Microsoft Clarifies Rules Related to Self-Hosting

I previously presented my thoughts here regarding changes Microsoft made to its Product Terms pertaining to the Self-Hosted Applications benefit under Software Assurance.

After publishing that entry, Microsoft reached out to me to clarify that the principal effect of the change actually is to increase self-hosting rights by extending them to deployments hosted by a third-party, License Mobility outsourcer (at least for products other than Windows Server OS). Thus, companies with, for example, SQL Server licenses enrolled in Software Assurance now may use those licenses to support customer-facing software solutions under the Self-Hosted Applications benefit, and those solutions may be hosted on an outsourcer’s multi-tenant (“shared”) infrastructure, pursuant to the License Mobility benefit through Software Assurance. Previously, any self-hosting had to be accomplished either from the company’s own servers or from outsourced infrastructure that was physically dedicated in its entirety to that company (i.e., outsourcing of Self-Hosted Applications was not permitted on an outsourcer’s multi-tenant infrastructure).

The confusion arises from Microsoft’s use of the undefined term “shared servers.” The Product Terms do not clearly indicate that “shared servers” refers to an outsourcer’s infrastructure, and not to the licensee’s own infrastructure. Thus, one interpretation of the new language was that companies could not deploy Self-Hosted Applications on their own servers, if those servers were “shared” among multiple customers.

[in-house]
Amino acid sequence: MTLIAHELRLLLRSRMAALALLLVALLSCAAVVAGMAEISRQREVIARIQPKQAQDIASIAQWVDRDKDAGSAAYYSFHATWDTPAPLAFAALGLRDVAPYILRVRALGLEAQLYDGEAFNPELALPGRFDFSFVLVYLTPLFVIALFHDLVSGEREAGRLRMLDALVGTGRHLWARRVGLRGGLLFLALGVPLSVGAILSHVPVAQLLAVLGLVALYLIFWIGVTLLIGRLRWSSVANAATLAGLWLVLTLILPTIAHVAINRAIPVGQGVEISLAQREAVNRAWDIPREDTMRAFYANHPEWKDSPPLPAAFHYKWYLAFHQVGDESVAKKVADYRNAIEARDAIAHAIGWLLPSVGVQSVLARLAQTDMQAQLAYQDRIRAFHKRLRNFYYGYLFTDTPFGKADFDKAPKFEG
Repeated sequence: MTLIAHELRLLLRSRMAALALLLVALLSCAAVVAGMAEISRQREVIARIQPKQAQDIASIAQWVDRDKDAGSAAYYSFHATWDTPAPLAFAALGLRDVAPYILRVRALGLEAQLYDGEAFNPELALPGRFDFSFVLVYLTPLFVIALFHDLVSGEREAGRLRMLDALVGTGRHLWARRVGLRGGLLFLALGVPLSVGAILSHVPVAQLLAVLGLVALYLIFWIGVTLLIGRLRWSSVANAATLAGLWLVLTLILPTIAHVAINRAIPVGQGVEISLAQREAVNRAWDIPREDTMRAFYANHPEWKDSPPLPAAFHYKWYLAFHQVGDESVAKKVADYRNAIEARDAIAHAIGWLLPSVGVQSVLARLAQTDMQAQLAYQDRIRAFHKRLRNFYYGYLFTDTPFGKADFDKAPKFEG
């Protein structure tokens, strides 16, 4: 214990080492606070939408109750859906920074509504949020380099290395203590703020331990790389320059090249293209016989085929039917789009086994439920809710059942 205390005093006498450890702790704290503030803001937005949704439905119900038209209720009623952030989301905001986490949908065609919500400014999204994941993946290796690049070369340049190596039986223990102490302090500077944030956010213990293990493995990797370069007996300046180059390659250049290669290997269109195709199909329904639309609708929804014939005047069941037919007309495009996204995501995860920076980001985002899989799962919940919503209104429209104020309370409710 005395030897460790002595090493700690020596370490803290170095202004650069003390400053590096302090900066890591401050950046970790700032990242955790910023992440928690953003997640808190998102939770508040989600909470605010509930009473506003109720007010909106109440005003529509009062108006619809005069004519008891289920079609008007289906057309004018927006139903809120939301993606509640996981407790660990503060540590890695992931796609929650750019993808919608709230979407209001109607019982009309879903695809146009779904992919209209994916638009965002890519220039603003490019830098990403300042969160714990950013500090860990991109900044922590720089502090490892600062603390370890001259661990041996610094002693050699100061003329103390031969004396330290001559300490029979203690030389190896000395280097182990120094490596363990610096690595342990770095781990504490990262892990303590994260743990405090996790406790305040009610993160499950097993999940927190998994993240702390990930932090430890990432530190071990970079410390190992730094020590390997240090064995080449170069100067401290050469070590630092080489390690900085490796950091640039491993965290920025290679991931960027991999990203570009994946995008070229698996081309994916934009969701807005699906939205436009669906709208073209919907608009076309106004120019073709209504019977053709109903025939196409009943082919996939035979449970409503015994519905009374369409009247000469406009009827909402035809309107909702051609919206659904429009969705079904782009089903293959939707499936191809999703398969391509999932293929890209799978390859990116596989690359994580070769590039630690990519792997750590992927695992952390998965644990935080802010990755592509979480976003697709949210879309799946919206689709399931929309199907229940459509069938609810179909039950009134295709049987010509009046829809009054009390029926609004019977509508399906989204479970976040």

Fortunately, Microsoft has clarified that such an interpretation is not what it intended.

My recommendation to Microsoft would be to add a defined term in the “Servers – Self Hosted Applications” section of the Product Terms – perhaps at the end of the paragraph in the November 2016 document beginning “If Customer delivers the Unified Solution from shared servers…” – stating: “For purposes of this paragraph, ‘shared servers’ are Servers under the day-to-day management and control of third parties that are not fully dedicated to Customer’s use.”